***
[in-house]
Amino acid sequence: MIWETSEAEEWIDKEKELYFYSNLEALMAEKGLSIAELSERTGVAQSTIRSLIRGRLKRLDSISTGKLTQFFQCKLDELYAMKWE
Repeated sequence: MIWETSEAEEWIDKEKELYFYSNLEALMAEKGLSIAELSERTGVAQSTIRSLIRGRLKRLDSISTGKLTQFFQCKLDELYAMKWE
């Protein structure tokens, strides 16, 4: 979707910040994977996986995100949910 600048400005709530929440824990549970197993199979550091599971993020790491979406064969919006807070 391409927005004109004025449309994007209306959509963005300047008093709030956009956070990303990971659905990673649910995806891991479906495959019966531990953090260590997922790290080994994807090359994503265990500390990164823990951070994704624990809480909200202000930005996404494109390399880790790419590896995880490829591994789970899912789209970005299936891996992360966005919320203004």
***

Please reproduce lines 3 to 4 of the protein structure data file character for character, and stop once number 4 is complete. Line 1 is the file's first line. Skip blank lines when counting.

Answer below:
Repeated sequence: MIWETSEAEEWIDKEKELYFYSNLEALMAEKGLSIAELSERTGVAQSTIRSLIRGRLKRLDSISTGKLTQFFQCKLDELYAMKWE
């Protein structure tokens, strides 16, 4: 979707910040994977996986995100949910 600048400005709530929440824990549970197993199979550091599971993020790491979406064969919006807070 391409927005004109004025449309994007209306959509963005300047008093709030956009956070990303990971659905990673649910995806891991479906495959019966531990953090260590997922790290080994994807090359994503265990500390990164823990951070994704624990809480909200202000930005996404494109390399880790790419590896995880490829591994789970899912789209970005299936891996992360966005919320203004």